China transformed by urban migration

January 23, 2012
  • More than half of China's 1.3 billion population live in cities
  • Urbanization rate still relatively low compared to Europe or North America
  • Newly constructed 'ghost towns' a concern

China’s transformation from rice basket to urban jungle has passed a significant milestone.

Back in 1980, fewer than a fifth of China’s population lived in cities. Now, more than half of the 1.3 billion Chinese are urbanites.

In just a few decades the world’s most populated country has seen the largest mass migration in human history. Millions of people have poured into China’s rapidly expanding urban centres. The People’s Republic - once solidly agrarian - has reshaped itself into an urban society driven by mass industrialization.

2011 was the tipping point, according to the National Bureau of Statistics. It was in that year that China’s urban dwellers became the majority, reaching 51% of the country’s population. Coincidentally, that is the same proportion of the world’s population of 7 billion that is now urbanized.

Twice as many Chinese people now live in cities and towns as in the whole of the US.

Urbanisation in China

And the numbers of urban Chinese will continue growing as the rural poor continue to seek better paid jobs in cities. Income for the nation’s city dwellers is more than triple that of its rural residents, reports the Bureau.

It is true that in 2011 income growth for rural residents outpaced that for people in towns and cities for a second successive year, perhaps reflecting government efforts to boost rural economies so as to smooth out the wealth imbalance between countryside and cities that is driving urban migration.

But China’s “ratio of city-dwellers is, if anything, low for an economy at its stage of development,” notes 'The Economist magazine. Advanced industrialized nations in Europe and North America have urbanization rates of 70% or 80%. Further rural-urban migration seems inevitable.

This should mean easier access to jobs, education, healthcare and other goods and services for many millions of Chinese people.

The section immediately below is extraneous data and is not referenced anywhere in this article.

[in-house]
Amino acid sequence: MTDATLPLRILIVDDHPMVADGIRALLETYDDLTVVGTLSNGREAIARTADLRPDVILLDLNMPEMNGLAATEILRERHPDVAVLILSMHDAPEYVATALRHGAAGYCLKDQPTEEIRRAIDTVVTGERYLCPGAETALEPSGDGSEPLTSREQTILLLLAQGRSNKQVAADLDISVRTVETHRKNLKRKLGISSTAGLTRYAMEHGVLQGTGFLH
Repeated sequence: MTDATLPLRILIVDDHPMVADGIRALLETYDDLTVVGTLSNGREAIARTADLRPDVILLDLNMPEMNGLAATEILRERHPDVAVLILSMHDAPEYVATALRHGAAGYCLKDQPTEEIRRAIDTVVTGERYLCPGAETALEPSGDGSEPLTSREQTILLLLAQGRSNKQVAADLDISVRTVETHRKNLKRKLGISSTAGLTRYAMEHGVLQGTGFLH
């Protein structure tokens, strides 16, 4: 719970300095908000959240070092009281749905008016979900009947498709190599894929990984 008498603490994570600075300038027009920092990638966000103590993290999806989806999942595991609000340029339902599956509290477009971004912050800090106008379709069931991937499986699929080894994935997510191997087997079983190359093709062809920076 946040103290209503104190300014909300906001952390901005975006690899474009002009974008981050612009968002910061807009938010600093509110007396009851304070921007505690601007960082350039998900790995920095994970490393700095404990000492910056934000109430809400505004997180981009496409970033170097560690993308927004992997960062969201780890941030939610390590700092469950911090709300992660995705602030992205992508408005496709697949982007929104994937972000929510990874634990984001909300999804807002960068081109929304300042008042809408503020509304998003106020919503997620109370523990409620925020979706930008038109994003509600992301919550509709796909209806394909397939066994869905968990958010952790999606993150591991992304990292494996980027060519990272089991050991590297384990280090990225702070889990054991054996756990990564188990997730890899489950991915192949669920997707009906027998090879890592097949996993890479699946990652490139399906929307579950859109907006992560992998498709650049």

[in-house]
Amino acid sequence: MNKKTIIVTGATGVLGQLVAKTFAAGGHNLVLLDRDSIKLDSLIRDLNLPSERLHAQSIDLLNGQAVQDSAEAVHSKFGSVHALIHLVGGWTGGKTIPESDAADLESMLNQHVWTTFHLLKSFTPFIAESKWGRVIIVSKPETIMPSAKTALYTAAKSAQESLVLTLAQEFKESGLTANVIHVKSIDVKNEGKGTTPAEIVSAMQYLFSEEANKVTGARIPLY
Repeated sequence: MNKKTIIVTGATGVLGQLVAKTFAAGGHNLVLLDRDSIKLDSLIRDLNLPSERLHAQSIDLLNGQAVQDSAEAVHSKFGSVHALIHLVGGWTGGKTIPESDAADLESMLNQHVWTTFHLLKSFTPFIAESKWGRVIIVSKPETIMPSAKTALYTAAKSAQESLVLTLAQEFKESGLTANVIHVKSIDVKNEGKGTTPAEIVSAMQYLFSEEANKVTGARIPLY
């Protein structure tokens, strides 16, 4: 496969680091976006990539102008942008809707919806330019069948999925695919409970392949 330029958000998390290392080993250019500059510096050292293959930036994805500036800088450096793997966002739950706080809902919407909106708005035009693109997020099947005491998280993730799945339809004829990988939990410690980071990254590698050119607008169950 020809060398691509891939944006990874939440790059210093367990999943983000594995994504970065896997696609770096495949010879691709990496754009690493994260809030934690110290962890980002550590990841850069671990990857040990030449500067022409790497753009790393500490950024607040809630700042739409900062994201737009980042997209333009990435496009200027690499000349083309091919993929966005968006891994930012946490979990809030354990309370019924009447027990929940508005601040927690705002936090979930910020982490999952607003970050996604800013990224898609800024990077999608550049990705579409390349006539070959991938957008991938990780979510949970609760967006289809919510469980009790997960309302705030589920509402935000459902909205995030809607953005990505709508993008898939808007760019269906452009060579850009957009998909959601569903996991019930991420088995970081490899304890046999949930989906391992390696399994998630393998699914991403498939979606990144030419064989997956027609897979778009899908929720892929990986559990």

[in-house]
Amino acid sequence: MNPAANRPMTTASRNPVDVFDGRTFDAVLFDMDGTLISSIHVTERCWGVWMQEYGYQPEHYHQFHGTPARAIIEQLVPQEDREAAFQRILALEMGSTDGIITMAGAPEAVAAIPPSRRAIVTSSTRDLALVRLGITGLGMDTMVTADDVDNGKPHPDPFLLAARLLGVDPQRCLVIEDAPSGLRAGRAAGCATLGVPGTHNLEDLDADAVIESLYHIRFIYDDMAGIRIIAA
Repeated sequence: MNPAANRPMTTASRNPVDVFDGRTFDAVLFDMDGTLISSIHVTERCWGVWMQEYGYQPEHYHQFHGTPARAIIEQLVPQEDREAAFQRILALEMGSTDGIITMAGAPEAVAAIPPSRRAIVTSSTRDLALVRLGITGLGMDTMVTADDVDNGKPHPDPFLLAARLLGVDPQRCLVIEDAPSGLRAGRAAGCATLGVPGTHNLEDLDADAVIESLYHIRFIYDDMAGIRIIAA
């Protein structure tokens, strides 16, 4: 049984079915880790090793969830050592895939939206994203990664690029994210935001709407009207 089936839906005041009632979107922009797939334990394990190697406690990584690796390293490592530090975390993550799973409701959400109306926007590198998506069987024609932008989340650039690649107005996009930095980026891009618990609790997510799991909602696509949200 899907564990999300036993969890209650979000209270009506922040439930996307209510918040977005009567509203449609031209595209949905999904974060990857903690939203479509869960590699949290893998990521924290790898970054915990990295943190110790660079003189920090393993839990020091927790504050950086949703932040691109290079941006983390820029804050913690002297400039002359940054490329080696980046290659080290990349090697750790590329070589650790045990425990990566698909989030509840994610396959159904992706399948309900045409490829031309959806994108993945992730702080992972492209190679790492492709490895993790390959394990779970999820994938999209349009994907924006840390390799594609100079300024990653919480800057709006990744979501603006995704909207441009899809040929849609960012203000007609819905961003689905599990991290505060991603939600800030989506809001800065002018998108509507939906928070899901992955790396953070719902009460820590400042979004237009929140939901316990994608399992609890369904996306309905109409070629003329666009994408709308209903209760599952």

But urbanization on this scale also presents challenges, including how the Chinese authorities will provide homes, transport and public services to those settling in cities.

In some places, they have adopted a “build it and they will come” approach, anticipating future urban migration and constructing towns and suburbs before people have even arrived.

Some argue that this construction boom is part of a Chinese real estate bubble that could burst with disastrous results. They point to the phenomenon of shiny new provincial 'ghost towns' without any residents. Others say that China is thinking ahead and the ghost towns won’t remain empty for long.

Whatever the end result, how China urbanizes will have a huge bearing on China’s environmental footprint and its management of natural resources like food, water and energy.

An urbanizing population also tends to have fewer children, a demographic meta-trend exacerbated by China’s strict enforcement of its one-child policy in major cities. Beacons of China’s urban prosperity like Shanghai are aging fast.

Meanwhile, urban workers are demanding better wages and conditions to keep up with rising property and living costs, which may mean some factories relocating outside China to find even cheaper labor in places like Vietnam or Cambodia, or even replacing workers with robots. As that happens, China's economic model will have to adapt. It has done so pretty successfully so far.

James Tulloch

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